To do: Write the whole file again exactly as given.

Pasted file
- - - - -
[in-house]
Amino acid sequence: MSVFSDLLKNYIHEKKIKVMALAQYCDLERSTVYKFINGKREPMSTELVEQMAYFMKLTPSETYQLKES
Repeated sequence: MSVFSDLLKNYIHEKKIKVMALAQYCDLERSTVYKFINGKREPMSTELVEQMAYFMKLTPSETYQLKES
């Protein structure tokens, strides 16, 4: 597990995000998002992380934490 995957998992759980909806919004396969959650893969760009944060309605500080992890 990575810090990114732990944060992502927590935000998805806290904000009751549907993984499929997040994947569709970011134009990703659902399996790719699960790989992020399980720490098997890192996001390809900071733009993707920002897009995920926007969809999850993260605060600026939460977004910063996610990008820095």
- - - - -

[in-house]
Amino acid sequence: MSVFSDLLKNYIHEKKIKVMALAQYCDLERSTVYKFINGKREPMSTELVEQMAYFMKLTPSETYQLKES
Repeated sequence: MSVFSDLLKNYIHEKKIKVMALAQYCDLERSTVYKFINGKREPMSTELVEQMAYFMKLTPSETYQLKES
């Protein structure tokens, strides 16, 4: 597990995000998002992380934490 995957998992759980909806919004396969959650893969760009944060309605500080992890 990575810090990114732990944060992502927590935000998805806290904000009751549907993984499929997040994947569709970011134009990703659902399996790719699960790989992020399980720490098997890192996001390809900071733009993707920002897009995920926007969809999850993260605060600026939460977004910063996610990008820095």